identity theft

ADP W-2 data hacked in latest breach

By Bankrate

Westchester NY accountant Paul Herman of Herman & Company CPA’s is here for all your financial needs. Please contact us if you have questions, and to receive your free personal finance consultation!


Identity thieves have their hands on a new batch of personal and tax data after hacking the payroll outsourcing company ADP.

The information is from W-2 forms, the documents workers get from their employers in late January or early February so they can file their annual tax returns with the Internal Revenue Service and state tax departments.

Now crooks have all they need to beat those filers to the punch and submit fake 1040s claiming fraudulent tax refunds.

Personal data used to get into ADP

Krebs on Security website, which first reported the ADP breach, also obtained a copy of a letter that affected U.S. Bank employees received regarding the security issue.

Unauthorized access to the workers’ tax and employment data occurred, according to the U.S. Bank letter, “because ADP offered an external online portal that has been exploited.”

Basically, the crooks didn’t break into the payroll service provider’s site, but rather used workers’ confidential personal information that they had obtained from other sources to register as the workers at one of the firms using the ADP customer portal. Once connected, they simply viewed or downloaded the W-2s.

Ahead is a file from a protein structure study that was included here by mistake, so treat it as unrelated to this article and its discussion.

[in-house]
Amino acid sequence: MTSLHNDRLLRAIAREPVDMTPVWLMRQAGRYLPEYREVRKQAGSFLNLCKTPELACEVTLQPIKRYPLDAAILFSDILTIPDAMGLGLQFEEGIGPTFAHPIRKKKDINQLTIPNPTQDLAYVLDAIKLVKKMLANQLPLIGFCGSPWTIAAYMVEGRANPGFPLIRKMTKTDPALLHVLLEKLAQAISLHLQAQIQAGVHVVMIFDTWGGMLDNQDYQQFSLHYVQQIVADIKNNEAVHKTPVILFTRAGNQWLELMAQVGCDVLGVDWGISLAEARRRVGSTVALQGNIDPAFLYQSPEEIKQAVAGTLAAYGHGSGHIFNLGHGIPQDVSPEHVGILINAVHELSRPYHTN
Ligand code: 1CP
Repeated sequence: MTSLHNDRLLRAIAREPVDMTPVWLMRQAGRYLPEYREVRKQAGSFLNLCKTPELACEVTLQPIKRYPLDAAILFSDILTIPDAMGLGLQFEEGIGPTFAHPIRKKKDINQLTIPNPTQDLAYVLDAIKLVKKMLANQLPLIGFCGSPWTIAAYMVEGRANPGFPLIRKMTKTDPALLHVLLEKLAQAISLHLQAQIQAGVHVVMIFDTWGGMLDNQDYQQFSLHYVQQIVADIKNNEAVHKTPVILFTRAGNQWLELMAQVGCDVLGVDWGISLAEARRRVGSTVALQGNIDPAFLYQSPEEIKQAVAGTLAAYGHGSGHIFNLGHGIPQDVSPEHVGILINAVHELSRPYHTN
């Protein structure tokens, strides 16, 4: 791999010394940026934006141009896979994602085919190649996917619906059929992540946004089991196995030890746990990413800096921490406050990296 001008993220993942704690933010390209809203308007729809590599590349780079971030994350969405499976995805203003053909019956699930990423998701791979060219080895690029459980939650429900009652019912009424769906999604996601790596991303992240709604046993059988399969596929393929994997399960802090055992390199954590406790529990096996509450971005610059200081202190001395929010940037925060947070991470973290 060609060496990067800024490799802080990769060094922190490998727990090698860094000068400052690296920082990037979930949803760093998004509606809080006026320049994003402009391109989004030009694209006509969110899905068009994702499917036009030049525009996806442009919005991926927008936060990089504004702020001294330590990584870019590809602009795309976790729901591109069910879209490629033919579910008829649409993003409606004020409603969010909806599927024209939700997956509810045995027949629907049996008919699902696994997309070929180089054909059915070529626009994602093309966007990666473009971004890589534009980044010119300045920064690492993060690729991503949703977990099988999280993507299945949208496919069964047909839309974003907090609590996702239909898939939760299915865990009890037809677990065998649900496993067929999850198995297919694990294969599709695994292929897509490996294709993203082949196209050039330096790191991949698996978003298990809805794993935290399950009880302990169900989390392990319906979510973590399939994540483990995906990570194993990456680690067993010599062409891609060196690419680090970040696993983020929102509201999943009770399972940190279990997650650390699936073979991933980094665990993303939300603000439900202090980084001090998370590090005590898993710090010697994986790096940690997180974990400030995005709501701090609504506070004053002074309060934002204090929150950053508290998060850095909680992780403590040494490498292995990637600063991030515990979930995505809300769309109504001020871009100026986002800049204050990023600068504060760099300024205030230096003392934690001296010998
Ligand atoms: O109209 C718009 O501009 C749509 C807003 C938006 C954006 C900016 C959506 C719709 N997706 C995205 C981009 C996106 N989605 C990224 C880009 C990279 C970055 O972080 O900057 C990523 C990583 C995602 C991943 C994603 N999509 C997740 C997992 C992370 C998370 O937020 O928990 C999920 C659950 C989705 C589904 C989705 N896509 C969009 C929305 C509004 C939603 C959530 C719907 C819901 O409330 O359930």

That same tactic of getting individuals’ information — names, birth dates and Social Security numbers — elsewhere and then breaking into a site with additional data was used by identity thieves who hacked the IRS’ Get Transcript online application. Around 724,000 taxpayer accounts ultimately were compromised.

Small, but possibly costly, breach

Both U.S. Bank and ADP said the actual number of affected employees was limited, but did not reveal exact numbers. ADP also told Krebs that the same fraud was used against “a very small subset” of ADP’s total customers this year.

Of course, the minuscule possibility means nothing if you’re in that small group that was hacked. Once your identity is stolen, you could face big problems.

Tax moves to combat ID theft

On the tax side, if you know or even just suspect that your ID has been stolen, the IRS recommends you send it Form 14039, Identity Theft Affidavit. This puts the agency on alert for your Social Security number and other information that could show up on a fake return.

If a criminal does file a fake return pretending to be you, file your real tax return on paper, attaching a copy of the Form 14039 with your legitimate filing. Also watch for any follow-up correspondence from the IRS about your real or possible fake returns and respond immediately.